G'day! Here are today's cracking deals for Lifehacker readers, including: 20% off Lego sets, Catch's $10 Day Sale, best SIM-only plans under $30 and more!
Tagged With lego
A recent Facebook post from a childhood friend got my attention: “Anyone looking to get rid of legos?” I had just that day been assigned a story on how to recycle or pass on used LEGOs, so of course I immediately thought of one of my favourite words, which in this situation was most applicable: kismet. But beyond coincidence, the post signified just how much LEGOs are a part of many parents’ lives — whether their kids are currently enjoying them, or they want to get more of them, or they want to get rid of them.
The best way to get your kids into LEGO is to hand them a tub of LEGO bricks and say, "Here, go wild." But eventually, they may want to think even bigger and work with more bricks than they own. This free tool lets them build virtual LEGO models with about 10,000 different parts, and then purchase the bricks to assemble their creations in real life if they want to (and yes, they will want to).
You can never have too much Lego in your life. It's possible to have too much Lego under your foot but that's a different matter entirely. So if you're looking to get your collection started or are looking to expand, David Jones has a great sale on right now.
If there are two things I love to play with, it's IKEA and LEGO. Both start as kits with a predefined purpose but there are so many possibilities. My two step-sons have birthdays coming up and they love LEGO. The problem is, while we have room for them to play, we really don't have a space where they can leave their LEGO set up so they can return to their games and adventures. So, we set out to create a portable play centre where they could store their LEGO and keep it assembled. Naturally, that led to a trip to the local IKEA.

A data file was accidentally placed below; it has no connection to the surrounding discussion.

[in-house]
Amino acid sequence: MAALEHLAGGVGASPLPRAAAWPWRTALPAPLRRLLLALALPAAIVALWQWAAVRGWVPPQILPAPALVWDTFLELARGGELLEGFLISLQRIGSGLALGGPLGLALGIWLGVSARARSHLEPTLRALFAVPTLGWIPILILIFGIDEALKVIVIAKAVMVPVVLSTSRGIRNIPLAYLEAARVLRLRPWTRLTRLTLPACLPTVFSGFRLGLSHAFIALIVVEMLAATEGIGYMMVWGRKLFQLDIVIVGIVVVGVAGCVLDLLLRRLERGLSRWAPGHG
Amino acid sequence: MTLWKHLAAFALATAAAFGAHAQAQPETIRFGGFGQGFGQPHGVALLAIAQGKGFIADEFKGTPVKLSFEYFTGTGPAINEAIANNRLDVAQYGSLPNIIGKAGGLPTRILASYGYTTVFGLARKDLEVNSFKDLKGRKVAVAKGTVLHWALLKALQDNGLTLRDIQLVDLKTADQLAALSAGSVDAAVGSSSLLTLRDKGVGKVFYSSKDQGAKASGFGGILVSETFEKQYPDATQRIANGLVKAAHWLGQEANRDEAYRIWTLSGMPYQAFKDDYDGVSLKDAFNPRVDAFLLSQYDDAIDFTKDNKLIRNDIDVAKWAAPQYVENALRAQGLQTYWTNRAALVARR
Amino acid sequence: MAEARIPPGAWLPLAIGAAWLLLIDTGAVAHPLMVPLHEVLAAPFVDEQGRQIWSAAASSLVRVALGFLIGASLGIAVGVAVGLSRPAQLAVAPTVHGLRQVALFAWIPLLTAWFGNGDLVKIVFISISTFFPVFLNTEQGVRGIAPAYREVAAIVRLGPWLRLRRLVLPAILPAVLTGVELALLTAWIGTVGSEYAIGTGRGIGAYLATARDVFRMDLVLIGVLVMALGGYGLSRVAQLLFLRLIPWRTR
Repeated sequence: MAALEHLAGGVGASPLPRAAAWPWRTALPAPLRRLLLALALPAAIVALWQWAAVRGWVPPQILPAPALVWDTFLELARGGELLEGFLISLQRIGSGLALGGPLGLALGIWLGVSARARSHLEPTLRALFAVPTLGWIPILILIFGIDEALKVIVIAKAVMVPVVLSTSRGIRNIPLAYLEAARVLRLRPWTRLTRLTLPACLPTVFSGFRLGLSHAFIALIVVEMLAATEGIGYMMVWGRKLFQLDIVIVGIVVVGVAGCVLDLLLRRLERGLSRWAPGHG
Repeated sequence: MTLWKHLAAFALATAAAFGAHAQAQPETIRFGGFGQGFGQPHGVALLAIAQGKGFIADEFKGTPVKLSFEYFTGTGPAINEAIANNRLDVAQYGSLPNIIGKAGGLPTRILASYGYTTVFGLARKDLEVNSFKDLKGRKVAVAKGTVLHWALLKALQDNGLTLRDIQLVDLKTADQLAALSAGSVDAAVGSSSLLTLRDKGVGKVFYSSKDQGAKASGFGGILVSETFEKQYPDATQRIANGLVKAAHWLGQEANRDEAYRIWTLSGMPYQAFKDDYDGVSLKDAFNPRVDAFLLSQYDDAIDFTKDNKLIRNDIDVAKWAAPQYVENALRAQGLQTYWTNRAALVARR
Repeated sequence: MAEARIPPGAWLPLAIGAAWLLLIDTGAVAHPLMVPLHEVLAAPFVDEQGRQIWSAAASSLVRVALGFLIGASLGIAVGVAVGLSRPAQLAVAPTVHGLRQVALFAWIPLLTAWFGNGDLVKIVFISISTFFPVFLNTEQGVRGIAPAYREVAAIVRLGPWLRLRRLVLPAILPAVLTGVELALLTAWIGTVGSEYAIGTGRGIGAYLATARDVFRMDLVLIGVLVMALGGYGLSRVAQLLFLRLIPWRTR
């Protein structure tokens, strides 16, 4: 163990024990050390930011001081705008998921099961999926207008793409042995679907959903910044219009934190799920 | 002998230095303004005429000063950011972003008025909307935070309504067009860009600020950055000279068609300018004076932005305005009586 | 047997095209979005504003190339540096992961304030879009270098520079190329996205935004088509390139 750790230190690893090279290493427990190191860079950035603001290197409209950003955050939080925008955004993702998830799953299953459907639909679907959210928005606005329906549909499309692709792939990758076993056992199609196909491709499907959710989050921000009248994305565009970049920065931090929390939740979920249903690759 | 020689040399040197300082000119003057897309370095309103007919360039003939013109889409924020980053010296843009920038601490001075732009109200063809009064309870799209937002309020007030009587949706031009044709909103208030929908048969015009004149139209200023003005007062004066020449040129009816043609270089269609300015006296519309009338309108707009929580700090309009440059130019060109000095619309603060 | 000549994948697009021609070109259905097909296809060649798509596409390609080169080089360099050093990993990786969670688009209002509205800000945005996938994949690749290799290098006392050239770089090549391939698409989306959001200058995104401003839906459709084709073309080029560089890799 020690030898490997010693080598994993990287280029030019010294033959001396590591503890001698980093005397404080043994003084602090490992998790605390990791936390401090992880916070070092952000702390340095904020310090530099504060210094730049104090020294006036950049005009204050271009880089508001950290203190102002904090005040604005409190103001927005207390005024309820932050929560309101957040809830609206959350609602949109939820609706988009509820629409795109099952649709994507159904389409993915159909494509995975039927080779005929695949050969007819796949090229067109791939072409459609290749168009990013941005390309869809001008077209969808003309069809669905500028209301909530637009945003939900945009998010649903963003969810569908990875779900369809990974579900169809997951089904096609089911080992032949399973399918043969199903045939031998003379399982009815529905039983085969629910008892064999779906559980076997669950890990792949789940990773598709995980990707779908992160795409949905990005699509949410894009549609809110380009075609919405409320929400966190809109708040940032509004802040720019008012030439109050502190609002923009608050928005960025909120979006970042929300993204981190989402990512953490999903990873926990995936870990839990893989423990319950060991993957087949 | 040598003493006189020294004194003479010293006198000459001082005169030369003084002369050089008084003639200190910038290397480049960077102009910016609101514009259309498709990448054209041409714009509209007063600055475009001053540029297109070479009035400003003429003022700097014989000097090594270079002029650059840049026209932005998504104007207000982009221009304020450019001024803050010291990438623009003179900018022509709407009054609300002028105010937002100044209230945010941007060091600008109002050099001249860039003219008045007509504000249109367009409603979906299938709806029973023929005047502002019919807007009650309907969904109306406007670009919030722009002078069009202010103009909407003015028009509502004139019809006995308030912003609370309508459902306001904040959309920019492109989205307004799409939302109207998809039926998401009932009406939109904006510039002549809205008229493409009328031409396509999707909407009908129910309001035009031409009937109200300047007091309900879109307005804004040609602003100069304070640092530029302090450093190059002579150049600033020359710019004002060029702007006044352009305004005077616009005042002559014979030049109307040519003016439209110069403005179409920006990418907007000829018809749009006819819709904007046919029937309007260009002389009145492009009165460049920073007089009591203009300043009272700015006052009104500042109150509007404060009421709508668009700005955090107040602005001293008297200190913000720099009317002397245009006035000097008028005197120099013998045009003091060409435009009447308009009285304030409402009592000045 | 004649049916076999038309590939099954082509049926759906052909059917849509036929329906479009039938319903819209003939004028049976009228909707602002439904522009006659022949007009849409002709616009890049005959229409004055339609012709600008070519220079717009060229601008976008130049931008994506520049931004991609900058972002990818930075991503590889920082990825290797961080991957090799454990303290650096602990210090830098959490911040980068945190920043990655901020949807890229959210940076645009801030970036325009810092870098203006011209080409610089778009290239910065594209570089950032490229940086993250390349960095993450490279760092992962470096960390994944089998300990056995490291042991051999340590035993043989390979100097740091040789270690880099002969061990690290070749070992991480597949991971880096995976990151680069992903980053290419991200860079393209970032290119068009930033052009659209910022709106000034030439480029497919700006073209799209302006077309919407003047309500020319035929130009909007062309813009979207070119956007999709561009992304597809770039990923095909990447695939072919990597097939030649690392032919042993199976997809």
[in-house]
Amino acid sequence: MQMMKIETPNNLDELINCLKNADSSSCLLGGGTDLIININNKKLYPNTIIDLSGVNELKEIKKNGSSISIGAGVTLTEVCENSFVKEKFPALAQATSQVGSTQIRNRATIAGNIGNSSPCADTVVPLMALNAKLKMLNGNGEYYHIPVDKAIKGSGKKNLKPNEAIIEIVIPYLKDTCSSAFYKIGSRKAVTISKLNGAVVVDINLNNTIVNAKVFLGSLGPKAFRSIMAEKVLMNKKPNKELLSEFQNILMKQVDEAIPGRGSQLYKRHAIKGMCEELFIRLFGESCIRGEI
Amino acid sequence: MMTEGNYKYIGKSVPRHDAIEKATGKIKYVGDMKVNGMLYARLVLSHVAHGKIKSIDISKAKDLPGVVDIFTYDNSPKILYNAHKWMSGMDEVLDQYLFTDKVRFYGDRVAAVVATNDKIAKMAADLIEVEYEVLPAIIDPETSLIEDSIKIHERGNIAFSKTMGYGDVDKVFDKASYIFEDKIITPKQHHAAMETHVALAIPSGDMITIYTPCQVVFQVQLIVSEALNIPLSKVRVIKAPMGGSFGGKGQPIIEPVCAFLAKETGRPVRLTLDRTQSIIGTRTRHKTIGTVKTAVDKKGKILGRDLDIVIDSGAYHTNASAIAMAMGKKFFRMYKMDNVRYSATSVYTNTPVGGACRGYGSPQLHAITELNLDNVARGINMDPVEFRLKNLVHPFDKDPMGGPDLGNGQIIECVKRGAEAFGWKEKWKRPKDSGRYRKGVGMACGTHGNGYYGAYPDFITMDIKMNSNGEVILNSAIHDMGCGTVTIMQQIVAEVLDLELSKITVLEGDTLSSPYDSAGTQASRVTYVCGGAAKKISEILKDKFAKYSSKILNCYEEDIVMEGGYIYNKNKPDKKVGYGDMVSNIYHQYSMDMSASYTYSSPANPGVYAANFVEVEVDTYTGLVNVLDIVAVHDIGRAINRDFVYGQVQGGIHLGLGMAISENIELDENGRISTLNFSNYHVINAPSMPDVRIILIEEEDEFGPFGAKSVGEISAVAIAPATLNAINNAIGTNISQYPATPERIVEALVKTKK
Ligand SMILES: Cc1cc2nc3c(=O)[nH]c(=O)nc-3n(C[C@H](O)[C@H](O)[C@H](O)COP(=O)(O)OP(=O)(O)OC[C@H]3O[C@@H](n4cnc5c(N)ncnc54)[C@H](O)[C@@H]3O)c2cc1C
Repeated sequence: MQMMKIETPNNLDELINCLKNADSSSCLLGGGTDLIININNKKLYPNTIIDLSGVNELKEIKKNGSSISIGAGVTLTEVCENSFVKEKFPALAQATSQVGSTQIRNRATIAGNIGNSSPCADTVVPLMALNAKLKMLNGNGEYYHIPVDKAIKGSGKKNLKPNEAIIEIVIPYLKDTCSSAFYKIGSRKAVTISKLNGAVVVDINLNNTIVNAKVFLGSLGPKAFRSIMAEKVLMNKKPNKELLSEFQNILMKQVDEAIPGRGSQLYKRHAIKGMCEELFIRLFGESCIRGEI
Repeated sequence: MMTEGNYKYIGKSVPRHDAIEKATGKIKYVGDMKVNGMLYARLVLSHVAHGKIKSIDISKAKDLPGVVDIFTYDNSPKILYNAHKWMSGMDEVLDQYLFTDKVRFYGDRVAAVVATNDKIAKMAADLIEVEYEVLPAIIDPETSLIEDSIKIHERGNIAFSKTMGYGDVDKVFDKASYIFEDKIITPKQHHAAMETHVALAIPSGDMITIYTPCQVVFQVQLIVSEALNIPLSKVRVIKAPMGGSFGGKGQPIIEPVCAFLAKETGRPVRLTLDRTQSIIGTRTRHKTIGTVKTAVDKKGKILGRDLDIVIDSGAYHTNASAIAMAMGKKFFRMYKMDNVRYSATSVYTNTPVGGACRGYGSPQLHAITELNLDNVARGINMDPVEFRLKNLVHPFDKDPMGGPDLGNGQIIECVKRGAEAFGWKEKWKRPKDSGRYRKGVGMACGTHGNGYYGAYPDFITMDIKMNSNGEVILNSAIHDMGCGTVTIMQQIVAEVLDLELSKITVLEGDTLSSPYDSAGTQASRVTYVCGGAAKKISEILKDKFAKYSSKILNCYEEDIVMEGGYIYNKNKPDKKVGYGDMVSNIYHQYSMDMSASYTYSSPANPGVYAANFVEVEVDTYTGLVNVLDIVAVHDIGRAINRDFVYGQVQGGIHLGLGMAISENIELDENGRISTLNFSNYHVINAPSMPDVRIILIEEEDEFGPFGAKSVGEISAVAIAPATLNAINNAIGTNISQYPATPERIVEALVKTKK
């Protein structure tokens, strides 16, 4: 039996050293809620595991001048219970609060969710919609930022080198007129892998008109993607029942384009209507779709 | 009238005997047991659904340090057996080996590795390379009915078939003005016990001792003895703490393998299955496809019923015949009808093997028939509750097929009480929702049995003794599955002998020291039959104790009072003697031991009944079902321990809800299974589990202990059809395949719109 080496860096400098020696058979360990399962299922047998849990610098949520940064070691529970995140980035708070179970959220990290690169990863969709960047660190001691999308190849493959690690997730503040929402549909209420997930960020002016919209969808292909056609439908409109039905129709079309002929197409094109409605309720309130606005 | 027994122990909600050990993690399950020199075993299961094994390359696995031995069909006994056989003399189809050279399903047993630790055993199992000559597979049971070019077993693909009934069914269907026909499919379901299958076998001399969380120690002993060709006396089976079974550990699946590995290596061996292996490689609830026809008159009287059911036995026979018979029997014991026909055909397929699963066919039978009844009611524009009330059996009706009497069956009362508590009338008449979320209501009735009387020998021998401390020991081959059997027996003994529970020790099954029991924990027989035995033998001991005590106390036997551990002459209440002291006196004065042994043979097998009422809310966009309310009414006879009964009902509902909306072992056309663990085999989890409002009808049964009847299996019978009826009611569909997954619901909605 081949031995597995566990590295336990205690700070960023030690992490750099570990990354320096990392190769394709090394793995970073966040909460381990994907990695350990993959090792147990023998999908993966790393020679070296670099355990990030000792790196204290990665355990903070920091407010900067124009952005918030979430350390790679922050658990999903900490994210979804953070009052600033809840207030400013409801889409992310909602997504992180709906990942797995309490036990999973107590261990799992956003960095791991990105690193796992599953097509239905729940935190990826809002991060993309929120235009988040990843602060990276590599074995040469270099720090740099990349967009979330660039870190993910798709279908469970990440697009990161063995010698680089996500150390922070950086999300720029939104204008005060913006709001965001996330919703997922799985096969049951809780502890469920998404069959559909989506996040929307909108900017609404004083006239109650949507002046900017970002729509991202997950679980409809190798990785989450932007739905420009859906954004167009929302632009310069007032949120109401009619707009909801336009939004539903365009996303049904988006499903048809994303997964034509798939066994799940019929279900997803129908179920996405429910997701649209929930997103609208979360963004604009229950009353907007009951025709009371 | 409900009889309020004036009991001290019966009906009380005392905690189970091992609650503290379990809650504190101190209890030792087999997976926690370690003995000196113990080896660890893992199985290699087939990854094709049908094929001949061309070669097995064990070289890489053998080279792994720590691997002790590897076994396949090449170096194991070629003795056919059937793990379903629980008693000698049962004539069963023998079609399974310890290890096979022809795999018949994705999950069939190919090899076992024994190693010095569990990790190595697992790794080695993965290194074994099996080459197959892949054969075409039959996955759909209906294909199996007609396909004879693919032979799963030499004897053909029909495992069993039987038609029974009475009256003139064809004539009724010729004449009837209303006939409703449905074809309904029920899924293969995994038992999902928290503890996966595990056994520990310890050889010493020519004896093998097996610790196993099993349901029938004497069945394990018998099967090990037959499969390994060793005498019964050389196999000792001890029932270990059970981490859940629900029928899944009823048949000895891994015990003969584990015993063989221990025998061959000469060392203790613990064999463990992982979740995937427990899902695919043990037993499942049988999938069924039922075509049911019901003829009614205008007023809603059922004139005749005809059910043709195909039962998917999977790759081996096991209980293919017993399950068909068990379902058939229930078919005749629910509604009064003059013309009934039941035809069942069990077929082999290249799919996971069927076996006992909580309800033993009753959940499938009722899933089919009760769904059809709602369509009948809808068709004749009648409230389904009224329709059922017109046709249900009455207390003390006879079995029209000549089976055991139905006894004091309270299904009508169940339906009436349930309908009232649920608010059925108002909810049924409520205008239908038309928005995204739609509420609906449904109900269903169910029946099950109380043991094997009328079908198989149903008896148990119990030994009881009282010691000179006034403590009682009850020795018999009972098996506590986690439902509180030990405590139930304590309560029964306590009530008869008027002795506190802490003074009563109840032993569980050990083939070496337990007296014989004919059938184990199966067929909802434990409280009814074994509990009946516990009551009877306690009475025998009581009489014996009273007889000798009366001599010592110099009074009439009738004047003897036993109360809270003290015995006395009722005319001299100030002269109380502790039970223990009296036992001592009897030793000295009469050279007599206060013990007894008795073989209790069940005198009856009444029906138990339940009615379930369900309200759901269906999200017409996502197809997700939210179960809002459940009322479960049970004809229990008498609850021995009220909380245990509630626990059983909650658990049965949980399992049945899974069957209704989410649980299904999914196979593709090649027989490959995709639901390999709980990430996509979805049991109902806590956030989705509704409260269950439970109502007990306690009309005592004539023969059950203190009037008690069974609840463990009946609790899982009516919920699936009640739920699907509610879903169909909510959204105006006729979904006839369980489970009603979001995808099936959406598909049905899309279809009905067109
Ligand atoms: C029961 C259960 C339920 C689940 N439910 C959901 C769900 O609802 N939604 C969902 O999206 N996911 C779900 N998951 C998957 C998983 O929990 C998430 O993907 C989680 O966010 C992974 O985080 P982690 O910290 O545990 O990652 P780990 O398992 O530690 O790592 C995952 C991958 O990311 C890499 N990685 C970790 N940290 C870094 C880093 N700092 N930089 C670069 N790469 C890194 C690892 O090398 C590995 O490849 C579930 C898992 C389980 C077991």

It's a heartwarming idea to bring out that beloved old bin of LEGO you played with as a child and hand it down to your kids so they can experience the same magic. But it's probably safer to find a newer set. Scientists in England tested 200 used plastic toys for nine hazardous elements, and found that ten per cent contained traces of all of them.
If you have kids who love LEGO, you've probably shouted in pain after stepping on LEGO bricks. Those things get everywhere. Here's a DIY solution from The Handyman's Daughter. Using an IKEA Lack side table, a Trofast bin and some baseplates, you can create a play table with a drawer to keep the pieces contained.
So, you've been coerced into what seems like another no-win parenting scenario: It's LEGO time, and your aspiring Frank Lloyd Wright doesn't want your help in building an amphibious rainbow tank with 16 axles (plus wings). Even still, he's insisting on your participation because his genius must be witnessed (the brilliant ones are always so demanding).
LEGO fans are some of the most passionate people I've ever met. Put a bunch of bricks on a table and pretty soon you'll have a small crowd gathering, searching for a red two-by-one or some other piece as people build and work together.
But the new LEGO Discovery Centre, in Melbourne's Chadstone Shopping Centre, is being accused by some of discrimination. Its door policy excludes anyone who is not with a child under the age of 16 from entering.
Video: You can make a simple stabiliser for lightweight cameras out of a variety of cheap materials, but none of those solutions are quite as satisfying as crafting a unique rig out of LEGO. This video from Product Tank shows how to make a cool stabiliser with some spare plastic bricks.